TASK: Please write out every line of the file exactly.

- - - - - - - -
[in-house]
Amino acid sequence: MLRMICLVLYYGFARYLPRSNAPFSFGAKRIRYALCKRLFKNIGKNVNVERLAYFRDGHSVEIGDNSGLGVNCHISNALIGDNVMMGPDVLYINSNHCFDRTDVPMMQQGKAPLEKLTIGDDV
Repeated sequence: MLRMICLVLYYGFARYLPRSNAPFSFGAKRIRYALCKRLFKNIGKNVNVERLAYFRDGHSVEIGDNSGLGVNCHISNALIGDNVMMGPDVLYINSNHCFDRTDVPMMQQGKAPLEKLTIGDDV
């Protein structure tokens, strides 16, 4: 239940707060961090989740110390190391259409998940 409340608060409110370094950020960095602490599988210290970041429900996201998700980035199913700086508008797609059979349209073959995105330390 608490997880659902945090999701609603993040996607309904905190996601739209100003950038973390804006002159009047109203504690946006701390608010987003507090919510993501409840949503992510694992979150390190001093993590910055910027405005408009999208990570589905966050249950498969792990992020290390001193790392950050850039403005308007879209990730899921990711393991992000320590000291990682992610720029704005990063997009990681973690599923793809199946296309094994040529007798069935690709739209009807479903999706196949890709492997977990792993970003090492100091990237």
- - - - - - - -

[in-house]
Amino acid sequence: MLRMICLVLYYGFARYLPRSNAPFSFGAKRIRYALCKRLFKNIGKNVNVERLAYFRDGHSVEIGDNSGLGVNCHISNALIGDNVMMGPDVLYINSNHCFDRTDVPMMQQGKAPLEKLTIGDDV
Repeated sequence: MLRMICLVLYYGFARYLPRSNAPFSFGAKRIRYALCKRLFKNIGKNVNVERLAYFRDGHSVEIGDNSGLGVNCHISNALIGDNVMMGPDVLYINSNHCFDRTDVPMMQQGKAPLEKLTIGDDV
């Protein structure tokens, strides 16, 4: 239940707060961090989740110390190391259409998940 409340608060409110370094950020960095602490599988210290970041429900996201998700980035199913700086508008797609059979349209073959995105330390 608490997880659902945090999701609603993040996607309904905190996601739209100003950038973390804006002159009047109203504690946006701390608010987003507090919510993501409840949503992510694992979150390190001093993590910055910027405005408009999208990570589905966050249950498969792990992020290390001193790392950050850039403005308007879209990730899921990711393991992000320590000291990682992610720029704005990063997009990681973690599923793809199946296309094994040529007798069935690709739209009807479903999706196949890709492997977990792993970003090492100091990237």